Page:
A recent federal court case in the Midwest strongly upheld an insurance company’s complete denial of an equine mortality insurance claim because the owner of the horse failed to give the company prompt notice of an injury to the horse – an injury that ultimately resulted in the horse’s death. The company successfully argued that if it had received notice of the claim in a timely fashion, it could have secured better veterinary treatment of the very valuable horse – treatment which would have likely resulted in the animal’s full recovery and thus avoided the owner’s devastating decision to euthanize the animal. This case reminds us all of the critical need for us to carefully comply with the terms of our equine health and mortality policies or the result can be that we receive no claims proceeds at all – even when we end up losing our beloved animal.
An insurance policy is a contract. Virtually all insurance contracts require that, as a condition to coverage, the company be given immediate or prompt notice of any potential claim. Such a requirement makes sense. The insurance company wants the opportunity to proactively participate in the resolution of the claim so as to hopefully help reduce the loss for you, especially when you are facing an equine lameness or health issue. Prompt notice can further aid insurance companies with conducting a thorough, timely investigation into an equine death, a critical factor for mortality companies because of the rampant insurance fraud which riddles many sectors of the equine industry.
Many people are afraid to contact the insurance company because they fear an increase in premium in the future. We all know the feeling of deciding whether to allow our automobile insurance company to pay for a small claim or whether to pay for it ourselves after we consider our deductible and the possible impact the claim might have on our insurance rates in the future. And as a result, most of us end up paying small claims ourselves. Claims on our homeowner’s policy are similar. If someone breaks into our home and steals a $500 television, we weigh the advisability of filing a claim with our homeowner’s insurance company and what it might cost us in increased premiums in the future.
The critical difference here is that horses are not automobiles nor are they homes. We need to stop thinking of them that way when it comes to insurance claims. They are more like people, frankly, at least in this context, and we need to consider whether we would let our health insurance company know if we ourselves had a serious injury or not. What if the health insurance company could refuse to pay our medical bills if we did not notify them of our injury quickly enough? They probably could deny the claim, truth be told, but our health system is structured so that we often cannot obtain medical treatment at the doctor or hospital without telling them our insurance information first. Then they notify the company of our injury or illness for us. We do not really have a lot of choice in the matter. If equine veterinarians required us to share equine insurance information up front, this article might not be as timely because the veterinarians would likely be notifying the insurance companies for us and we would not have the decision to make about when and whether to notify them. But typically, at least where I live, equine veterinarians do not ask for insurance information before they treat the animal. I cannot remember ever having a veterinarian (or their staff) ask me for insurance information. I am sure it probably happens more and more as more people insure their animals and/or veterinarians become increasingly concerned about getting paid, but it is not the norm around where I live at this point in time. And may not be where you live either.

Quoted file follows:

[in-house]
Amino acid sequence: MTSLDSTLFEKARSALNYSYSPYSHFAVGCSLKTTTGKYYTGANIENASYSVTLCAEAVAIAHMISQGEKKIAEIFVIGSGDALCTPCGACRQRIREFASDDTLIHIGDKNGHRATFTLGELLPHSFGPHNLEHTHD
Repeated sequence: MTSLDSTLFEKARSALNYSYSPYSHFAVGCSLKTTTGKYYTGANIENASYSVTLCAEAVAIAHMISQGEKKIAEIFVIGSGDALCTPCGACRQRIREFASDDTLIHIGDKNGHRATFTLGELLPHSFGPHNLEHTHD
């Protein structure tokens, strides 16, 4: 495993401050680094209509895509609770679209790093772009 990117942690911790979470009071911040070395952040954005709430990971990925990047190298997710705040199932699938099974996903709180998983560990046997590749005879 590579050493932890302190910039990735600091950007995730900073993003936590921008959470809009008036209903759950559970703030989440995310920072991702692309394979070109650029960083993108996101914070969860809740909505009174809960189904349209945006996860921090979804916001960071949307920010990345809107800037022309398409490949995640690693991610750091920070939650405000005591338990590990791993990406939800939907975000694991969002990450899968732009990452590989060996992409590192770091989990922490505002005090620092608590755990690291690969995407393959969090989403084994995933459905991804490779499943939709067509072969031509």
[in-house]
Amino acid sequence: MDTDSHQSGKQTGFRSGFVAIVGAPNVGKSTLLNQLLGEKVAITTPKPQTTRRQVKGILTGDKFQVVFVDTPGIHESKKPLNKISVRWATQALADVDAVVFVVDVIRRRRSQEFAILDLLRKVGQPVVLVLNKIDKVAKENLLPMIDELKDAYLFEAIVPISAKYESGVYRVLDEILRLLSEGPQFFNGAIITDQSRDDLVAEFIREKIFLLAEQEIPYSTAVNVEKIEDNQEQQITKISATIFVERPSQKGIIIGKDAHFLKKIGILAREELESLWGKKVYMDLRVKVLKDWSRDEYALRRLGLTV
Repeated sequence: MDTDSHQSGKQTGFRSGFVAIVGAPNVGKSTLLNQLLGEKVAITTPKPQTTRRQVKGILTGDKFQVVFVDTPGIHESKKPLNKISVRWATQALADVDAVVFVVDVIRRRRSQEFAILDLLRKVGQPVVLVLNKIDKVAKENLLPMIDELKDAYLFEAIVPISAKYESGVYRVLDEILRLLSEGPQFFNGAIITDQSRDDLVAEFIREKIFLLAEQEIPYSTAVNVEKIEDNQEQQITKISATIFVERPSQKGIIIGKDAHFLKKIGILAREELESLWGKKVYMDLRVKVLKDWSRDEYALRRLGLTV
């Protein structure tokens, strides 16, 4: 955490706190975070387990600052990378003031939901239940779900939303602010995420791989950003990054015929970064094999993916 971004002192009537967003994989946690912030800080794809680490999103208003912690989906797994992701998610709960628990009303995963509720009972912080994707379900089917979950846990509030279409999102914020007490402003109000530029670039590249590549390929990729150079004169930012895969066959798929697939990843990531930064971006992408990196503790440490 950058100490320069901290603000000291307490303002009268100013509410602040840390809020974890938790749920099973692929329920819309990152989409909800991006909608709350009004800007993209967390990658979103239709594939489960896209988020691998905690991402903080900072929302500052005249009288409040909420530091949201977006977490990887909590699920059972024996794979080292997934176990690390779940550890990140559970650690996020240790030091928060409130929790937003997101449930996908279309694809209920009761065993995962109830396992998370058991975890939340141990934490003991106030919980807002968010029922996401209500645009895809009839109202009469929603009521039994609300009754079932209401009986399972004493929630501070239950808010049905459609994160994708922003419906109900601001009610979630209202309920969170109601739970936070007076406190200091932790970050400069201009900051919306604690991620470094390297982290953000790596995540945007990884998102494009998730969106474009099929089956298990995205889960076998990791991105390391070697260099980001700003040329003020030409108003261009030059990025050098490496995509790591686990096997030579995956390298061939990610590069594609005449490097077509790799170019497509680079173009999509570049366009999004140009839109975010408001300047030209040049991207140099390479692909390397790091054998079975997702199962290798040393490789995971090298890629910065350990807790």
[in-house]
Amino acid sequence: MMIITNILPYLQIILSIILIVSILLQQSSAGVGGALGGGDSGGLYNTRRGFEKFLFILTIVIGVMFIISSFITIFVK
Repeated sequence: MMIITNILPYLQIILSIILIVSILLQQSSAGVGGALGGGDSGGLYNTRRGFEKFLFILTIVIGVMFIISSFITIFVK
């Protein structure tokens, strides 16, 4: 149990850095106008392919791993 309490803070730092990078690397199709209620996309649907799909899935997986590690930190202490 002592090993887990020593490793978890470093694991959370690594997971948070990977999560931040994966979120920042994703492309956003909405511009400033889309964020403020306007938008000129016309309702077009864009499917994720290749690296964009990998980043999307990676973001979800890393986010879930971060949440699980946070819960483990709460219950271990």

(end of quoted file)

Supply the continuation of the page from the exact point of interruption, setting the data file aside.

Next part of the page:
Moral of the story – if your horse turns up lame or is injured or sick, advise your equine health or mortality insurance company as soon as possible because they may have a national network of contacts which could help your horse receive more or better treatment sooner – treatment which may end up saving his or her life and perhaps his or her soundness as well. The equine insurance carriers are your partners, not your adversary. Use them as such! Get your money’s worth and utilize all the loss prevention tools they have available for you. And it would be a terrific idea for you to right now, while you hopefully do not have a claim, to call to speak with your company’s “loss prevention” or “risk management” department to see what resources they may have for you in the event you do have a claim. You might be surprised how much they can help you and your horse!
If you get into a bind and need assistance or just want to ask some questions to avoid getting in a bind, feel free to email me at firstname.lastname@example.org. I often will answer a short and simple question for free if I have time and know the answer off the top of my head! If you don’t hear back from me quickly, it’s not because I don’t love you or think you have a great question or because I don’t know the answer (usually), I’m probably just really busy and haven’t had a chance to email back. And you can always buy the first hour of my time for $250 (my usual hourly rate for 2013 is $325). Lots of folks will save up all their equine (and some corporate or real estate) legal questions and short documents and sit with me for an hour and we will do as much as we can during that hour and it’s only $250. You can check out my Twitter feed @nchorselawyer as well as our firm’s Equine Law Group web page at http://www.rl-law.com/equine if you’re interested, and yes, in addition to providing what I hope are interesting and informative stories, this blog and the Twitter feed referenced above are also (in one way or another, I guess) an advertisement for legal services.